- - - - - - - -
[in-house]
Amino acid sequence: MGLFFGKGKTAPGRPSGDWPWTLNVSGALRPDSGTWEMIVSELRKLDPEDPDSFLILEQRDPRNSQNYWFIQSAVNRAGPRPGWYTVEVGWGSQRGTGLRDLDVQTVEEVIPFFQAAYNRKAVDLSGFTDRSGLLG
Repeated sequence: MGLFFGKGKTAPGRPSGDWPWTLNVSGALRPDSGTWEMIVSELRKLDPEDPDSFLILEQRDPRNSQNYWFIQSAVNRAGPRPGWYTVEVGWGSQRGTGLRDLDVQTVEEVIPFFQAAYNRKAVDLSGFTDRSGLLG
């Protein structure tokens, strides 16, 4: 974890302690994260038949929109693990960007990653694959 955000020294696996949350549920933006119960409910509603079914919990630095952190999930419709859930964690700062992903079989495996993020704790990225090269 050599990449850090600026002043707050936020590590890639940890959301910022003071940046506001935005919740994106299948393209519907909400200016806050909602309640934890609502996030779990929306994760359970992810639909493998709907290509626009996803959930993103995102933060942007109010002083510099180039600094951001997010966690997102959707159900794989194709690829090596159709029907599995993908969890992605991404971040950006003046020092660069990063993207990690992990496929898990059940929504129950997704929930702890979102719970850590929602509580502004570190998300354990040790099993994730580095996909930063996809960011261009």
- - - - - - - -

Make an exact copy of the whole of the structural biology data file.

[in-house]
Amino acid sequence: MGLFFGKGKTAPGRPSGDWPWTLNVSGALRPDSGTWEMIVSELRKLDPEDPDSFLILEQRDPRNSQNYWFIQSAVNRAGPRPGWYTVEVGWGSQRGTGLRDLDVQTVEEVIPFFQAAYNRKAVDLSGFTDRSGLLG
Repeated sequence: MGLFFGKGKTAPGRPSGDWPWTLNVSGALRPDSGTWEMIVSELRKLDPEDPDSFLILEQRDPRNSQNYWFIQSAVNRAGPRPGWYTVEVGWGSQRGTGLRDLDVQTVEEVIPFFQAAYNRKAVDLSGFTDRSGLLG
């Protein structure tokens, strides 16, 4: 974890302690994260038949929109693990960007990653694959 955000020294696996949350549920933006119960409910509603079914919990630095952190999930419709859930964690700062992903079989495996993020704790990225090269 050599990449850090600026002043707050936020590590890639940890959301910022003071940046506001935005919740994106299948393209519907909400200016806050909602309640934890609502996030779990929306994760359970992810639909493998709907290509626009996803959930993103995102933060942007109010002083510099180039600094951001997010966690997102959707159900794989194709690829090596159709029907599995993908969890992605991404971040950006003046020092660069990063993207990690992990496929898990059940929504129950997704929930702890979102719970850590929602509580502004570190998300354990040790099993994730580095996909930063996809960011261009």